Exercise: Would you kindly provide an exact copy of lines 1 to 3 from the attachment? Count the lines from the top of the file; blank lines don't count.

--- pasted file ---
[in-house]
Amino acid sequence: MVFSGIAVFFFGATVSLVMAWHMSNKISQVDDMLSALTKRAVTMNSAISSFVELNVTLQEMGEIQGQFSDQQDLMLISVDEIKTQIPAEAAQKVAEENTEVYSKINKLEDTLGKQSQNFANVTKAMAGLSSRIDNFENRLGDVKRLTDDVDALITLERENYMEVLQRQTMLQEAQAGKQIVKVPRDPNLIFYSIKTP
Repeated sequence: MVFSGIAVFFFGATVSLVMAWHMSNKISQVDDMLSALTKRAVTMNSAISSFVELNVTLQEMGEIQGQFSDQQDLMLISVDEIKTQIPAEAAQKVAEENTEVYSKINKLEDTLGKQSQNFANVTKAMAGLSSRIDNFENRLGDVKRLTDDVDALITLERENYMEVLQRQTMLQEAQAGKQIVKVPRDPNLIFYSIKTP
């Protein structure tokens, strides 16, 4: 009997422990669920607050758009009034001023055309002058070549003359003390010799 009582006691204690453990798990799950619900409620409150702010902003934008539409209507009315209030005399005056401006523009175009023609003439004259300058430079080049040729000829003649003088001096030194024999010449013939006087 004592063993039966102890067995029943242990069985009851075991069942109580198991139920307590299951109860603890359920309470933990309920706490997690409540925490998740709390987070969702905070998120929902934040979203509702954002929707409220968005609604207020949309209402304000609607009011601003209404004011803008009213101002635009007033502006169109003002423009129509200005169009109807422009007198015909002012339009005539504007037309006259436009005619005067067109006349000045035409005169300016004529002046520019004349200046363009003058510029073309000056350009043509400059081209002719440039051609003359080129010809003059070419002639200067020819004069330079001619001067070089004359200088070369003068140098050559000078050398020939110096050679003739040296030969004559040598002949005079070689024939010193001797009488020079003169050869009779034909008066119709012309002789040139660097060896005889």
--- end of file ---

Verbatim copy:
[in-house]
Amino acid sequence: MVFSGIAVFFFGATVSLVMAWHMSNKISQVDDMLSALTKRAVTMNSAISSFVELNVTLQEMGEIQGQFSDQQDLMLISVDEIKTQIPAEAAQKVAEENTEVYSKINKLEDTLGKQSQNFANVTKAMAGLSSRIDNFENRLGDVKRLTDDVDALITLERENYMEVLQRQTMLQEAQAGKQIVKVPRDPNLIFYSIKTP
Repeated sequence: MVFSGIAVFFFGATVSLVMAWHMSNKISQVDDMLSALTKRAVTMNSAISSFVELNVTLQEMGEIQGQFSDQQDLMLISVDEIKTQIPAEAAQKVAEENTEVYSKINKLEDTLGKQSQNFANVTKAMAGLSSRIDNFENRLGDVKRLTDDVDALITLERENYMEVLQRQTMLQEAQAGKQIVKVPRDPNLIFYSIKTP